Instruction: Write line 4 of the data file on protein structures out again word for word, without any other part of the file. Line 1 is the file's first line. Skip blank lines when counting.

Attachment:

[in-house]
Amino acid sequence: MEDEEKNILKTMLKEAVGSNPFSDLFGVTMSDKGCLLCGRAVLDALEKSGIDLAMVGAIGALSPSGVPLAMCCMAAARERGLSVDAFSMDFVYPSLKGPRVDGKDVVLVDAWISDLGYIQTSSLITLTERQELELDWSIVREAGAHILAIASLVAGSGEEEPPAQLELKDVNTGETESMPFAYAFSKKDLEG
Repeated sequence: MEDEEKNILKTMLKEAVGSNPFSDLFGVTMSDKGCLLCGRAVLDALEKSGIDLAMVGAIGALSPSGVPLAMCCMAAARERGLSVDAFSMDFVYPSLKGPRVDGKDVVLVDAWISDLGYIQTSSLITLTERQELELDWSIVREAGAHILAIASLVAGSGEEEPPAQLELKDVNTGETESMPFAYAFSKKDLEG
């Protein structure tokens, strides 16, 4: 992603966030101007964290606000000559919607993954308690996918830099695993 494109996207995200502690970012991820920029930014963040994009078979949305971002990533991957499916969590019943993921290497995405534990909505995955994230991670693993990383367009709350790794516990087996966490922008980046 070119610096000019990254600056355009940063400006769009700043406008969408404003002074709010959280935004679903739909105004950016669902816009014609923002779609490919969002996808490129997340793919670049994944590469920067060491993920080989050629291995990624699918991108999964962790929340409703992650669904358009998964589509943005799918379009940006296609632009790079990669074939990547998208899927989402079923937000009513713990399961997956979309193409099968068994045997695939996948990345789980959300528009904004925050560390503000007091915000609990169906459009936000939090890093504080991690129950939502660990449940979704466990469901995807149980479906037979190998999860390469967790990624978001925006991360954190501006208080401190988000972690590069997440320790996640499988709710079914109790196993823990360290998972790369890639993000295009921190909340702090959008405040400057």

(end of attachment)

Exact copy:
């Protein structure tokens, strides 16, 4: 992603966030101007964290606000000559919607993954308690996918830099695993 494109996207995200502690970012991820920029930014963040994009078979949305971002990533991957499916969590019943993921290497995405534990909505995955994230991670693993990383367009709350790794516990087996966490922008980046 070119610096000019990254600056355009940063400006769009700043406008969408404003002074709010959280935004679903739909105004950016669902816009014609923002779609490919969002996808490129997340793919670049994944590469920067060491993920080989050629291995990624699918991108999964962790929340409703992650669904358009998964589509943005799918379009940006296609632009790079990669074939990547998208899927989402079923937000009513713990399961997956979309193409099968068994045997695939996948990345789980959300528009904004925050560390503000007091915000609990169906459009936000939090890093504080991690129950939502660990449940979704466990469901995807149980479906037979190998999860390469967790990624978001925006991360954190501006208080401190988000972690590069997440320790996640499988709710079914109790196993823990360290998972790369890639993000295009921190909340702090959008405040400057």